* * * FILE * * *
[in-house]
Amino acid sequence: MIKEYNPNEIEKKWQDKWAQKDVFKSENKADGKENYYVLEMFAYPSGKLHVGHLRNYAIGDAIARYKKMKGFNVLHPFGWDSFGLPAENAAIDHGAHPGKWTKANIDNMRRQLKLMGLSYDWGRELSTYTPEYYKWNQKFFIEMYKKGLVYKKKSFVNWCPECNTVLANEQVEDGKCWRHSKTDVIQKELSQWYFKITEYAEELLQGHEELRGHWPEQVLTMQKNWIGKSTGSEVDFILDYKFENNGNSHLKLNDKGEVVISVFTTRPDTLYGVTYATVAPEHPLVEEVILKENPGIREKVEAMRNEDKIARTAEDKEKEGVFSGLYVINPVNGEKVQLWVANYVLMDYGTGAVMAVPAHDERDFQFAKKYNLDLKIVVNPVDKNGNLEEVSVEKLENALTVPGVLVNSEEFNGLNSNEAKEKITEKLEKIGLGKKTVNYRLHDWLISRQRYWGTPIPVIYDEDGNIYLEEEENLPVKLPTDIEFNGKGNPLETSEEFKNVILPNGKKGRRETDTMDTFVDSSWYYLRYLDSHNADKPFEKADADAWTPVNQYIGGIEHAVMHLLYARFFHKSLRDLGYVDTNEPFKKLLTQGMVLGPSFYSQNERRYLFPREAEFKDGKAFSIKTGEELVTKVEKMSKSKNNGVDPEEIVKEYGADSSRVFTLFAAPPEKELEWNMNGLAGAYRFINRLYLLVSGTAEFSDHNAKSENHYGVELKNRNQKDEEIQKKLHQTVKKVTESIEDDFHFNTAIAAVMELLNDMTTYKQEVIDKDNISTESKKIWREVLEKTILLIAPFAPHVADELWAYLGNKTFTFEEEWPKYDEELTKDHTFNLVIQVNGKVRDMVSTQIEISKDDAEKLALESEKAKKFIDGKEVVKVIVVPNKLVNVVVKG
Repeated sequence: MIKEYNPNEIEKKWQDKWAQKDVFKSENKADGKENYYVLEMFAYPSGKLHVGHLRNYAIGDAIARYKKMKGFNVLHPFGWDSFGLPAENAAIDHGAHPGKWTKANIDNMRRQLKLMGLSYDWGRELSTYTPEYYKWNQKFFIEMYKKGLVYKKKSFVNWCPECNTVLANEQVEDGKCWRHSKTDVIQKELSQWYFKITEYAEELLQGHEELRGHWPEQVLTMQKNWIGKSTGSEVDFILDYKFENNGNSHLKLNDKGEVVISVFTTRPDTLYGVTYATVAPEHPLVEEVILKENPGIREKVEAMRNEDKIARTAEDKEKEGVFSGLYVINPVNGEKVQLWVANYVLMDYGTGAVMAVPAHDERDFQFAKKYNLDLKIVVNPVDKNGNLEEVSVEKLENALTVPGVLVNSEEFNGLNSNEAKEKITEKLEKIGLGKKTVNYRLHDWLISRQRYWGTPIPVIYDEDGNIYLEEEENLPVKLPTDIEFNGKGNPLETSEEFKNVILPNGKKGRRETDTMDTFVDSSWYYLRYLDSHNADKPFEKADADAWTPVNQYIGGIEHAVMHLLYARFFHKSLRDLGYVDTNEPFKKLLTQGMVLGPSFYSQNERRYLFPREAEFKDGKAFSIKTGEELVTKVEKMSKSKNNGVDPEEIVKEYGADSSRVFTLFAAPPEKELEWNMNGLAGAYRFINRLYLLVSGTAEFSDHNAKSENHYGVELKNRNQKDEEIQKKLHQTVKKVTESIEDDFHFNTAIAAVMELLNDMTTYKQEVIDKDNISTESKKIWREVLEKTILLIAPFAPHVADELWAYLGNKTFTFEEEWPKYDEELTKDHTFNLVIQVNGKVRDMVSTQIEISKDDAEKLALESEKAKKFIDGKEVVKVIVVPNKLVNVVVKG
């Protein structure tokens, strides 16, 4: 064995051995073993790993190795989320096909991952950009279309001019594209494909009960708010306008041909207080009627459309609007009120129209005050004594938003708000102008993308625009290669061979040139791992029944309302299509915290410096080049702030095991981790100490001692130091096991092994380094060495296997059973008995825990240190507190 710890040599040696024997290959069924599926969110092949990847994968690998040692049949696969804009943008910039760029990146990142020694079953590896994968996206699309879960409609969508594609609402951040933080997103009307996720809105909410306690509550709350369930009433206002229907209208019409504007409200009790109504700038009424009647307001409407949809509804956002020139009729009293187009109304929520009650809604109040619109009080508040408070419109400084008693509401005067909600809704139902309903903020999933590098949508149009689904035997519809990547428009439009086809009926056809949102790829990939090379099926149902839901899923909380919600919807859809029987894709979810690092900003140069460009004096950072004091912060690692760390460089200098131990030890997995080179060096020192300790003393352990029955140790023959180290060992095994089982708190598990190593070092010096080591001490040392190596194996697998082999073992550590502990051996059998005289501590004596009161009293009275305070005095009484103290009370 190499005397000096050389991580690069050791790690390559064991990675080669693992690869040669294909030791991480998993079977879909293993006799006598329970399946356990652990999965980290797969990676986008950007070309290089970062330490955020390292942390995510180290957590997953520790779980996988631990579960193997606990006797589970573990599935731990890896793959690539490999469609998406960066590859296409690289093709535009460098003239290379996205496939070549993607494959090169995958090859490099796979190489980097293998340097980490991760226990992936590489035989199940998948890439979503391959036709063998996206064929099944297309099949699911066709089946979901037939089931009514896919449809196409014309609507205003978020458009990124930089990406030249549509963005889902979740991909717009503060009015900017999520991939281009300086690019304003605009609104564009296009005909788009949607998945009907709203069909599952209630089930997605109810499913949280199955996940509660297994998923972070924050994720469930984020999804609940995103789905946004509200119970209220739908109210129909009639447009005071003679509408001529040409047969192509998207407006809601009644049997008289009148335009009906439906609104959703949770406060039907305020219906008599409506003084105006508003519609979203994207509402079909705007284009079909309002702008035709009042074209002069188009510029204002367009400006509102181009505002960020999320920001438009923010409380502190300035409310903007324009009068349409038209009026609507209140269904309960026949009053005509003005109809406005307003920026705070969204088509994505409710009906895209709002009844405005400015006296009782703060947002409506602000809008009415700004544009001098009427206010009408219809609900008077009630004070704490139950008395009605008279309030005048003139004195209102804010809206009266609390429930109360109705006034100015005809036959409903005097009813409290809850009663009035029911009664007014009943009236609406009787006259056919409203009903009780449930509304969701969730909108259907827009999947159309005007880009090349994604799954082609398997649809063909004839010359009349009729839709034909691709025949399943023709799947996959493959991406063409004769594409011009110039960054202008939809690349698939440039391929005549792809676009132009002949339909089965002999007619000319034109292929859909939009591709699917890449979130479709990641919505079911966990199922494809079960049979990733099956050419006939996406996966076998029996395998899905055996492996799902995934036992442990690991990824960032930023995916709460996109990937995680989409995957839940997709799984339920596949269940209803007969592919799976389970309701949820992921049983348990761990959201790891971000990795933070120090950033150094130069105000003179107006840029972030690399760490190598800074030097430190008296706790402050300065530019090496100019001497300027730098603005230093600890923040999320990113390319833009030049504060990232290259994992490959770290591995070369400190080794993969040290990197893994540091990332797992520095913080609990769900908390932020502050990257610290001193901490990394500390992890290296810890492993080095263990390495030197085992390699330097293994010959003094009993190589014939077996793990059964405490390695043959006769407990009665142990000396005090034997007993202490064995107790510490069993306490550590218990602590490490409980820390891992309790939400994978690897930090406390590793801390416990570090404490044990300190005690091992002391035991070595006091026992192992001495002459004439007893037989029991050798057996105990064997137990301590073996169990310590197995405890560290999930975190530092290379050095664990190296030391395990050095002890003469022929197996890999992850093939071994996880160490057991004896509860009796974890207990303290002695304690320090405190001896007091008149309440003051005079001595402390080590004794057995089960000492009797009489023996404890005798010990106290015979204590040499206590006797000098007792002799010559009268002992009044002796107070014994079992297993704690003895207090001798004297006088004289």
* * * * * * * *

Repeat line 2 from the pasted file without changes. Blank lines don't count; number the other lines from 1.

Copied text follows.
Amino acid sequence: MIKEYNPNEIEKKWQDKWAQKDVFKSENKADGKENYYVLEMFAYPSGKLHVGHLRNYAIGDAIARYKKMKGFNVLHPFGWDSFGLPAENAAIDHGAHPGKWTKANIDNMRRQLKLMGLSYDWGRELSTYTPEYYKWNQKFFIEMYKKGLVYKKKSFVNWCPECNTVLANEQVEDGKCWRHSKTDVIQKELSQWYFKITEYAEELLQGHEELRGHWPEQVLTMQKNWIGKSTGSEVDFILDYKFENNGNSHLKLNDKGEVVISVFTTRPDTLYGVTYATVAPEHPLVEEVILKENPGIREKVEAMRNEDKIARTAEDKEKEGVFSGLYVINPVNGEKVQLWVANYVLMDYGTGAVMAVPAHDERDFQFAKKYNLDLKIVVNPVDKNGNLEEVSVEKLENALTVPGVLVNSEEFNGLNSNEAKEKITEKLEKIGLGKKTVNYRLHDWLISRQRYWGTPIPVIYDEDGNIYLEEEENLPVKLPTDIEFNGKGNPLETSEEFKNVILPNGKKGRRETDTMDTFVDSSWYYLRYLDSHNADKPFEKADADAWTPVNQYIGGIEHAVMHLLYARFFHKSLRDLGYVDTNEPFKKLLTQGMVLGPSFYSQNERRYLFPREAEFKDGKAFSIKTGEELVTKVEKMSKSKNNGVDPEEIVKEYGADSSRVFTLFAAPPEKELEWNMNGLAGAYRFINRLYLLVSGTAEFSDHNAKSENHYGVELKNRNQKDEEIQKKLHQTVKKVTESIEDDFHFNTAIAAVMELLNDMTTYKQEVIDKDNISTESKKIWREVLEKTILLIAPFAPHVADELWAYLGNKTFTFEEEWPKYDEELTKDHTFNLVIQVNGKVRDMVSTQIEISKDDAEKLALESEKAKKFIDGKEVVKVIVVPNKLVNVVVKG